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Howai optimistic despite facing difficulties
Delivering his budget speech on Monday, Finance Minister Larry Howai did not go into detail about the performance of the economy in the 2011-2012 fiscal year. However, he made a point of asserting that this country had emerged from the crisis arising from the global crash of 2008 “much more quickly than many other similarly circumstanced countries.”
But the minister’s claim of the economy “exiting the crisis”—that is, if he is talking about a turnaround in production and export of the economy’s most competitive products—is not supported by the Review of the Economy put out by his ministry.
According to that review, all the major producing sectors of the economy, financial services apart, experienced significant declines during the year, among them tourism (-4.8 per cent), agriculture (-4.9 per cent), construction (-2 per cent) and manufacturing (-0.4 per cent). In terms of the export of manufactured goods, there was a significant overall rise of 15.8 per cent, with exports to the Canadian market being responsible. However, in regard to exports to Caricom, the most assured market, the review notes a 23.4 per cent reduction from $9.8 billion for 2010/2011 to $7.5 billion for 2011-2012.
Overall, on the country’s balance of visible trade (October 2011-June 2012), the economy earned $19.8 billion, which marked a 22.9 per cent decline from the previous year. In the vital energy sector, crude oil production declined between October 2011-June 2012 by 3.8 per cent; over a similar period (October-May) natural gas production declined by 5.7 per cent. At the same time, T&T’s LNG exports fell by 9.7 per cent, with gas prices continuing to be soft.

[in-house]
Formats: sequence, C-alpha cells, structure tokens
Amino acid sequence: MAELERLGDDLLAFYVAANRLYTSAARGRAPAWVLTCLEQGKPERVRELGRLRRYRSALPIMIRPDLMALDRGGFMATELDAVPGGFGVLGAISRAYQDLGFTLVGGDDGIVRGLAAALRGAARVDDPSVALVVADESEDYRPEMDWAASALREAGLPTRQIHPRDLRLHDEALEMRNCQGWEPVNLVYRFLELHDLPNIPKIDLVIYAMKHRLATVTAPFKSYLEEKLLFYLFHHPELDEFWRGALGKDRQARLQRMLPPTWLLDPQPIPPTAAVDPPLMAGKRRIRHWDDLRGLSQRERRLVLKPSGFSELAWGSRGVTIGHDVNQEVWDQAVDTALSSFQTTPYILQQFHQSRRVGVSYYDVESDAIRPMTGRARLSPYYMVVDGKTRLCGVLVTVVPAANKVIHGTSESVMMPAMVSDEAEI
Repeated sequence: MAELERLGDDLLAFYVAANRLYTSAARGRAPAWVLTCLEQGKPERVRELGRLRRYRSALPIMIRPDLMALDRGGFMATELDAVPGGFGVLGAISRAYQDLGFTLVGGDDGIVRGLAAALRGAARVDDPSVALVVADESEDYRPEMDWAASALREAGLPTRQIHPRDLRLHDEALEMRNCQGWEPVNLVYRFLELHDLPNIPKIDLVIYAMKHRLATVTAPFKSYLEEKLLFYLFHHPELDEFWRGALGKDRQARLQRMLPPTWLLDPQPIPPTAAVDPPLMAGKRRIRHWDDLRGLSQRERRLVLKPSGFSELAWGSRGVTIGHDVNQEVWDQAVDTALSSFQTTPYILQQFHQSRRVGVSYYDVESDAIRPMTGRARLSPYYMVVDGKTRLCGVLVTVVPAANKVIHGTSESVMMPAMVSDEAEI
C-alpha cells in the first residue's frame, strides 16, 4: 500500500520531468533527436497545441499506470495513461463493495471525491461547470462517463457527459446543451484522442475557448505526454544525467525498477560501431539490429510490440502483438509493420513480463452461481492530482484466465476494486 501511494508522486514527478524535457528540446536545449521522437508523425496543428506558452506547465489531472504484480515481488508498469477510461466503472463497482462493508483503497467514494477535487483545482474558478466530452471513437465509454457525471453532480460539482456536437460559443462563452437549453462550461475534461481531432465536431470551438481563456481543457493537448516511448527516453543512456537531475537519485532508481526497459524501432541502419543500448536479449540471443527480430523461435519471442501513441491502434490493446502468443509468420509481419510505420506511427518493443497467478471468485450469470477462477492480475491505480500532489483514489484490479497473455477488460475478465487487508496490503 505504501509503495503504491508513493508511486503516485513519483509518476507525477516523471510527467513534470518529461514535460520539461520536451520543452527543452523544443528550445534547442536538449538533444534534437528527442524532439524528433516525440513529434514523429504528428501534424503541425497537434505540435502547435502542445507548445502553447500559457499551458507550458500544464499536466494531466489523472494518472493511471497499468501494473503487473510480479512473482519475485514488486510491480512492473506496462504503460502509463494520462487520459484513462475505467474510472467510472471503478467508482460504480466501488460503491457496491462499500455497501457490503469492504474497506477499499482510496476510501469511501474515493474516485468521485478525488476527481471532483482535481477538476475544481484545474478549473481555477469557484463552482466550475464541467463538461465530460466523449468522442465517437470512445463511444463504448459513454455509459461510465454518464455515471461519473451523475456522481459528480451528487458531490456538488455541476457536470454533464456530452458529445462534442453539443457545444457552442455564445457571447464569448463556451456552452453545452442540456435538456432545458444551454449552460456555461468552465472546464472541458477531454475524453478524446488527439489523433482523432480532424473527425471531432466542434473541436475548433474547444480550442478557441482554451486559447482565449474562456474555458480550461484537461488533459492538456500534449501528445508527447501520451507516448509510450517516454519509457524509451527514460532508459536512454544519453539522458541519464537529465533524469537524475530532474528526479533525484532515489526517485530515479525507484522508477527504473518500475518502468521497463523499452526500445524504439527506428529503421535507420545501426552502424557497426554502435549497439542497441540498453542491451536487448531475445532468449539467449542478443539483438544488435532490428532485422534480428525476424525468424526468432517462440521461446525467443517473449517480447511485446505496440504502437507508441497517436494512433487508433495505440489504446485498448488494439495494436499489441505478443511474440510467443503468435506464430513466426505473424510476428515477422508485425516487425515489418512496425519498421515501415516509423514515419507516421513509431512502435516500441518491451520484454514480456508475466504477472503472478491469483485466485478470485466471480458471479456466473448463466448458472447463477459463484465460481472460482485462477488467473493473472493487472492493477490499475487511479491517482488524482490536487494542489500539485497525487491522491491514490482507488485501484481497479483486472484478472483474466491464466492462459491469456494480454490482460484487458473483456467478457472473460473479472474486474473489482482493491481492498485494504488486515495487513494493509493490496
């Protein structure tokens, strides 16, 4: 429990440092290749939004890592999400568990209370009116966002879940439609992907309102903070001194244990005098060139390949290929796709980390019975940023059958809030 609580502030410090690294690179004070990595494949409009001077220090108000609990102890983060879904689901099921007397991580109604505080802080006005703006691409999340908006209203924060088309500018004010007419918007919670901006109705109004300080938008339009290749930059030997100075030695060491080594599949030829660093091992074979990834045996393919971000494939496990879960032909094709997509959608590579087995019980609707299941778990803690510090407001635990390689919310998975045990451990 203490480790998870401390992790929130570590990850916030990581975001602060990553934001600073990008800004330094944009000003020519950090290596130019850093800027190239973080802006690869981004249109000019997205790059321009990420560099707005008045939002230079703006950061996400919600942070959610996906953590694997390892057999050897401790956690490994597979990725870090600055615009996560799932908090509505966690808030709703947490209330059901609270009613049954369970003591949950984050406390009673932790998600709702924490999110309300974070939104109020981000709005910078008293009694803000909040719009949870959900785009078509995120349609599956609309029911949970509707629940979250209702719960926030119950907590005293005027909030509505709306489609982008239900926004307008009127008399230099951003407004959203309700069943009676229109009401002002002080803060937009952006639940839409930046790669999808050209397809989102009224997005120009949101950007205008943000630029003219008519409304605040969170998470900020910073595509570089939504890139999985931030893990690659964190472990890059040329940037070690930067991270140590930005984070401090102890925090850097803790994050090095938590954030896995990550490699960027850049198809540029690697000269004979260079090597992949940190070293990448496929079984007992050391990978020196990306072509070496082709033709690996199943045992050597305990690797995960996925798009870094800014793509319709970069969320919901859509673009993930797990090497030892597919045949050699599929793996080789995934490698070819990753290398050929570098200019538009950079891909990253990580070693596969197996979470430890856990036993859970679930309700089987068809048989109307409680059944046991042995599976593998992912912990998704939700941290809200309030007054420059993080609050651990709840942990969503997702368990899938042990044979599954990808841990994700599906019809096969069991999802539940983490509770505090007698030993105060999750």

On the Government’s capital programme of last year, out of a total of just over $3 billion spent, a mere $569 million went into the projects of the central Government; the rest went to Petrotrin, Tringen and NGC projects. Howai said the public sector debt ratio in relation to GDP continues to be within acceptable bounds.
The fact is, though, that the debt increased over the year from 36 per cent of GDP to 46 per cent, with the external debt, the most important element, increasing by 22.2 per cent. Those increases must surely be a worrying concern for the future if they keep going up at those rates.
On the positive side, the minister’s identification of the continuing solid reserves position, including the investments of the Heritage and Stabilisation Fund, doing well internationally, is reassuring. But that has been the case for a decade and a half now, because of the gas and oil boom of the past and the quality management of the H&S by the Central Bank.
Positively also, there was an increase in foreign direct investment which amounted to US$1.1 billion: it resulted from “reinvested earnings emanating primarily from the energy sector while commercial banks net foreign balances,” states the review.
With regard to the growth experienced in financial services upon which the growth for 2012 is projected, the major activity in the sector was the investment in government bonds amounting to $2.8 billion—that means a trade in paper, with the investors planning to collect 20 years down the line.
While the Finance Minister has indicated the positive (more positive than his predecessor) approach to involving the private sector to get the construction programme off the ground, it is going to be almost impossible for the economy to productively absorb $7.5 billion in the Public Sector Investment Programme, especially considering the great inefficiencies which exist in public administration.
The minister also listed an intention to invest $850 million in tourism in Tobago. How the funds are invested and whether the effort can turn around a 4.8 per cent decline is another challenge. In the energy sector, at best, drilling efforts about to be started will pay dividends six to seven years down the road. Studying the performance of the economy in 2012 is a means of pointing out the deep difficulties that still face the economy. It reveals that Mr Howai’s plans, while modest, are still highly optimistic.
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